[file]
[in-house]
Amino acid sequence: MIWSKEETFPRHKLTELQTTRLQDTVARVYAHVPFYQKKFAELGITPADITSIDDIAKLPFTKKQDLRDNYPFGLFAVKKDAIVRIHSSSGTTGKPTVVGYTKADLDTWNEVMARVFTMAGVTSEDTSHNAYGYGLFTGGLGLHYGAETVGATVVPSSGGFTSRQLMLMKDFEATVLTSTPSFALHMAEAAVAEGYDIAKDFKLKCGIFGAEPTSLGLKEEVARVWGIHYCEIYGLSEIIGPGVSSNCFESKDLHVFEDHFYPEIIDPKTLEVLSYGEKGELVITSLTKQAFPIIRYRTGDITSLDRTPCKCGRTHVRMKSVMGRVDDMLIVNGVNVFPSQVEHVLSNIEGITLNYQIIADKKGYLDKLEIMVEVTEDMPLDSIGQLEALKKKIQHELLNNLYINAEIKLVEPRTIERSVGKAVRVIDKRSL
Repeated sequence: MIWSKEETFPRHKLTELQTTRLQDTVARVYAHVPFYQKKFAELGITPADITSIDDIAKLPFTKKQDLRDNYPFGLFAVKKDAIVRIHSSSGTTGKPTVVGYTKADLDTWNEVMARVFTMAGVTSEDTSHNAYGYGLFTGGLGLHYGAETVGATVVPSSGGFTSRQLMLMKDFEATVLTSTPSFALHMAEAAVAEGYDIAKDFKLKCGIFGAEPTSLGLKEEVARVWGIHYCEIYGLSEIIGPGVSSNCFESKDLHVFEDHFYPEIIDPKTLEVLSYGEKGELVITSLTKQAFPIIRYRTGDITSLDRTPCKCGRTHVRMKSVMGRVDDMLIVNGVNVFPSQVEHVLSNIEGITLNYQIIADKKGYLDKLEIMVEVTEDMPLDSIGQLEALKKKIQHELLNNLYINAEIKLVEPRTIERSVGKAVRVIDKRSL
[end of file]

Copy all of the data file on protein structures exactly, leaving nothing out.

[in-house]
Amino acid sequence: MIWSKEETFPRHKLTELQTTRLQDTVARVYAHVPFYQKKFAELGITPADITSIDDIAKLPFTKKQDLRDNYPFGLFAVKKDAIVRIHSSSGTTGKPTVVGYTKADLDTWNEVMARVFTMAGVTSEDTSHNAYGYGLFTGGLGLHYGAETVGATVVPSSGGFTSRQLMLMKDFEATVLTSTPSFALHMAEAAVAEGYDIAKDFKLKCGIFGAEPTSLGLKEEVARVWGIHYCEIYGLSEIIGPGVSSNCFESKDLHVFEDHFYPEIIDPKTLEVLSYGEKGELVITSLTKQAFPIIRYRTGDITSLDRTPCKCGRTHVRMKSVMGRVDDMLIVNGVNVFPSQVEHVLSNIEGITLNYQIIADKKGYLDKLEIMVEVTEDMPLDSIGQLEALKKKIQHELLNNLYINAEIKLVEPRTIERSVGKAVRVIDKRSL
Repeated sequence: MIWSKEETFPRHKLTELQTTRLQDTVARVYAHVPFYQKKFAELGITPADITSIDDIAKLPFTKKQDLRDNYPFGLFAVKKDAIVRIHSSSGTTGKPTVVGYTKADLDTWNEVMARVFTMAGVTSEDTSHNAYGYGLFTGGLGLHYGAETVGATVVPSSGGFTSRQLMLMKDFEATVLTSTPSFALHMAEAAVAEGYDIAKDFKLKCGIFGAEPTSLGLKEEVARVWGIHYCEIYGLSEIIGPGVSSNCFESKDLHVFEDHFYPEIIDPKTLEVLSYGEKGELVITSLTKQAFPIIRYRTGDITSLDRTPCKCGRTHVRMKSVMGRVDDMLIVNGVNVFPSQVEHVLSNIEGITLNYQIIADKKGYLDKLEIMVEVTEDMPLDSIGQLEALKKKIQHELLNNLYINAEIKLVEPRTIERSVGKAVRVIDKRSL